Review by proach_

"Old school fun but not what I expected."


Class System -
The class system in this game is a lot like Dragon Quest VI but a lot more in-depth. There are 54 classes in total including 30+ monster jobs instead of the eighteen classes that are available in DQ6. There are eight ranks in each class and with each rank you gain skills as in DQ6. To advance in ranks, you have to win a certain number of fights for each rank. For eg, in order to get to rank 2 for a Dancer you need to win 5 fights. Like DQ6, you must fight enemies around your level or above in order to gain job levels though. This is done so that you can't be cheap and become a Demigod by fighting weak enemies. Overall, the class system is very much like the one found in Dragon Quest VI but the extra human classes and the addition of monster classes makes the game a lot more interesting.

Challenge -
This game is more linear than most previous Dragon Quest games but there will be times where one may get stuck. For difficulty, this game starts off easy, gets difficult and then becomes easier. Overall, Dragon Warrior VII is quite the challenge compared to your average Role Playing game but for a DQ veteran you may find that it isn't as tough as the previous DQ games. My party got wiped out only once through the whole game and it wasn't the Final Boss. In fact, the Final Boss was the easiest in the series aside from the one in DW1. However, I can not say this game is easy because you do have to work hard to win in the end and by playing DW1-3 and DQ6 previously, I was very comfortable with how this game was played so I was prepared for what I was getting into but. A DQ newbie may find themselves dying a lot though. Everything balances out in the difficulty overall.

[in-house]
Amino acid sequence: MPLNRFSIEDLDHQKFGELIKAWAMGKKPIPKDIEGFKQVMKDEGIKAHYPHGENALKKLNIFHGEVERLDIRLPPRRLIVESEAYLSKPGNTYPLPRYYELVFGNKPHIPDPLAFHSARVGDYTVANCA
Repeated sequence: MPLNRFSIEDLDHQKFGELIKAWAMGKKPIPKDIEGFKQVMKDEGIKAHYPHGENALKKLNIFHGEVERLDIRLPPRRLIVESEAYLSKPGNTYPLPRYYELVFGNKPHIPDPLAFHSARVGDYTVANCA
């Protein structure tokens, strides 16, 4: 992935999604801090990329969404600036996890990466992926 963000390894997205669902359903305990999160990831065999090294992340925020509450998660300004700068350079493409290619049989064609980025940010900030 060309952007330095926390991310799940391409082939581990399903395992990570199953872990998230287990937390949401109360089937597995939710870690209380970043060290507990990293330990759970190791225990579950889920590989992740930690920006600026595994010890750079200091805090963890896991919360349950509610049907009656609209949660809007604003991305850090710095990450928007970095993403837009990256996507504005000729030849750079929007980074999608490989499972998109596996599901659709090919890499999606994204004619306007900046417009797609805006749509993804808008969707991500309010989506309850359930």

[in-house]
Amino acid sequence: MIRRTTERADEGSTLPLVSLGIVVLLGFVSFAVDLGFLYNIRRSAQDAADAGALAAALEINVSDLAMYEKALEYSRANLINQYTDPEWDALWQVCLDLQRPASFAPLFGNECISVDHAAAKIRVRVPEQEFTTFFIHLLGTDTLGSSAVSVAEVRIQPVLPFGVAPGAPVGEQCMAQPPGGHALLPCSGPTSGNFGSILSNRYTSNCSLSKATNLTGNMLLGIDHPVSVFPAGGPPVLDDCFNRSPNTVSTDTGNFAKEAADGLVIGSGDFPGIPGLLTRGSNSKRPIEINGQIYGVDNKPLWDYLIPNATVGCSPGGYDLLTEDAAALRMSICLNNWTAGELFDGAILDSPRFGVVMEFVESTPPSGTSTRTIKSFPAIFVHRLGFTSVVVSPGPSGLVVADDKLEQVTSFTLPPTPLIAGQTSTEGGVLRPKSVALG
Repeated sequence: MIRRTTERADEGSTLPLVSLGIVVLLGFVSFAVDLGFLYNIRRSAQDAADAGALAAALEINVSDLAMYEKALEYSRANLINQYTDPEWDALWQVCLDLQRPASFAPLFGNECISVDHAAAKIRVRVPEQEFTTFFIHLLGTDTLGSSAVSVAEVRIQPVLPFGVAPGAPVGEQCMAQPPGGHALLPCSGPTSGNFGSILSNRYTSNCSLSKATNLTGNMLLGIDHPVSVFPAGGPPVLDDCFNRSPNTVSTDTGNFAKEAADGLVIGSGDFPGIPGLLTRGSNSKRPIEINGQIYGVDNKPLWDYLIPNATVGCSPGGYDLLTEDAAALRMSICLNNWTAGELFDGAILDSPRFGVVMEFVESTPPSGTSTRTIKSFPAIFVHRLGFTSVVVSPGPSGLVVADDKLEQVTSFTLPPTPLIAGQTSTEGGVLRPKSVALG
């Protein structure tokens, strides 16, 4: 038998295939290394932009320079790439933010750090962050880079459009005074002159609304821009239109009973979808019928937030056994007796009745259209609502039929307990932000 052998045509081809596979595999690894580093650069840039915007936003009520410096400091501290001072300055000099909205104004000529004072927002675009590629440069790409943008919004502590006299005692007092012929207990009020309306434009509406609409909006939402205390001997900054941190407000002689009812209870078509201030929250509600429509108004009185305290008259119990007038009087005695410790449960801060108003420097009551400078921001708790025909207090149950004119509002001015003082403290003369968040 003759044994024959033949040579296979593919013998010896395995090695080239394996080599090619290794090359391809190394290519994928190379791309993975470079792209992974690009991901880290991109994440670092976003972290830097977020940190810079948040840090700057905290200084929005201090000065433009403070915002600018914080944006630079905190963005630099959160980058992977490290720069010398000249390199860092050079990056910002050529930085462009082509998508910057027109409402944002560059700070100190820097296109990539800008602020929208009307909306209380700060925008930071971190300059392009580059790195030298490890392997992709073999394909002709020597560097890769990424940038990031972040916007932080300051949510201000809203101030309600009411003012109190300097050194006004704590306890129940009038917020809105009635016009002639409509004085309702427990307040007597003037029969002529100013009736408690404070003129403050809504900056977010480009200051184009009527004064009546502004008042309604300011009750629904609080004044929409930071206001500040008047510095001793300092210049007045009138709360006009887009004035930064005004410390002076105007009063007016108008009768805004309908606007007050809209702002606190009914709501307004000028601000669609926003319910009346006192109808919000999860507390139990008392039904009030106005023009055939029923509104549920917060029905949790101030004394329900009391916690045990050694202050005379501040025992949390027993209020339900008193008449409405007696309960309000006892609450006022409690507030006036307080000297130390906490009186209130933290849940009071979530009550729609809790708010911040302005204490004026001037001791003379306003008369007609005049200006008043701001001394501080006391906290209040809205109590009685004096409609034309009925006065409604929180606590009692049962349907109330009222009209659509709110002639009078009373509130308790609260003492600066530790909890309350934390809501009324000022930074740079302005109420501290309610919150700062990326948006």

Quest -
The quest in DW7 is long and requires lots and lots of hard work and dedication. No wonder the series is called Dragon Quest because it’s all about the quests! It's this area that makes Dragon Warrior VII shine with its multiple dungeon puzzles, the reviving of tablet shards to travel back in time and rewrite history, sub quests, and much more.

No real noticeable flaw, same basic traditional menus, controls are simple. You either press an action button to talk, search, etc. or you can bring up a menu to do that also or to manage items, equip, etc.

Replay Value-
Well there is a ton of stuff to do and this game can last you well over a month if you dedicate about 3 hours a day to this game on average. If you’re a casual gamer who likes to play RPGs once in awhile then expect well over a year. I started this title on November 6th of this year and finished it on December 14th in 130 hours. Minus the 15 or so hours of letting my psx run whenever I'm not playing (My PSX doesn't load up very well when I start it up so I like to leave it running) and the hours spent in levelling up jobs and it should come down to about 100. I'm not kidding, 130 hours, that’s equivalent to 5 days and 10 hours in time. It's scary when I think about it.


Battle Engine-
Why is it that the battle system is completely unchanged since 1995? LITERALLY this is no lie. They do have that Talk command added but what benefit is it really? The battles are turn based and enemies are separated into groups as always. You have the FIGHT, ITEM, SKILL, PARRY, FLEE, and TALK commands. That's about it for the battles.

Boy are they ever ugly. 2D isn’t necessarily bad but Enix got lazy with this one. The character sprites look worse than they did in DQ6 and the 3D environment doesn't suit this game. It should have been made fully 2D.

Sound effects-
The sound effects are very much like the ones found on the 8-bit Nintendo Entertainment System with all the bleeps and annoying sounds. They are unchanged since the early DQ games.